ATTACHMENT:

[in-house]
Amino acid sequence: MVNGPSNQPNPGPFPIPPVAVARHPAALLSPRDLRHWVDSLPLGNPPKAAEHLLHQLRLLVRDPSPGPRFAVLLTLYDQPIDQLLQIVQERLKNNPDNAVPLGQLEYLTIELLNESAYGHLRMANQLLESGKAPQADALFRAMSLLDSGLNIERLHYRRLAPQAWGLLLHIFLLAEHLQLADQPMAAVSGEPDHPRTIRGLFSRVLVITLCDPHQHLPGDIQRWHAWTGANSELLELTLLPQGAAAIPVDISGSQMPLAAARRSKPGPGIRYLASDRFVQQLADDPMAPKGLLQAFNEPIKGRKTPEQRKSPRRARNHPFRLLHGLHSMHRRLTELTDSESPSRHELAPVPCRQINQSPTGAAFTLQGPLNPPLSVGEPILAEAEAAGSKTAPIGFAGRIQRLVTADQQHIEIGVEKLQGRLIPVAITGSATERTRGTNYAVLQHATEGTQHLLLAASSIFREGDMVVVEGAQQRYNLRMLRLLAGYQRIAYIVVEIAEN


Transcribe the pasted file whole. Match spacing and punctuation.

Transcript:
[in-house]
Amino acid sequence: MVNGPSNQPNPGPFPIPPVAVARHPAALLSPRDLRHWVDSLPLGNPPKAAEHLLHQLRLLVRDPSPGPRFAVLLTLYDQPIDQLLQIVQERLKNNPDNAVPLGQLEYLTIELLNESAYGHLRMANQLLESGKAPQADALFRAMSLLDSGLNIERLHYRRLAPQAWGLLLHIFLLAEHLQLADQPMAAVSGEPDHPRTIRGLFSRVLVITLCDPHQHLPGDIQRWHAWTGANSELLELTLLPQGAAAIPVDISGSQMPLAAARRSKPGPGIRYLASDRFVQQLADDPMAPKGLLQAFNEPIKGRKTPEQRKSPRRARNHPFRLLHGLHSMHRRLTELTDSESPSRHELAPVPCRQINQSPTGAAFTLQGPLNPPLSVGEPILAEAEAAGSKTAPIGFAGRIQRLVTADQQHIEIGVEKLQGRLIPVAITGSATERTRGTNYAVLQHATEGTQHLLLAASSIFREGDMVVVEGAQQRYNLRMLRLLAGYQRIAYIVVEIAEN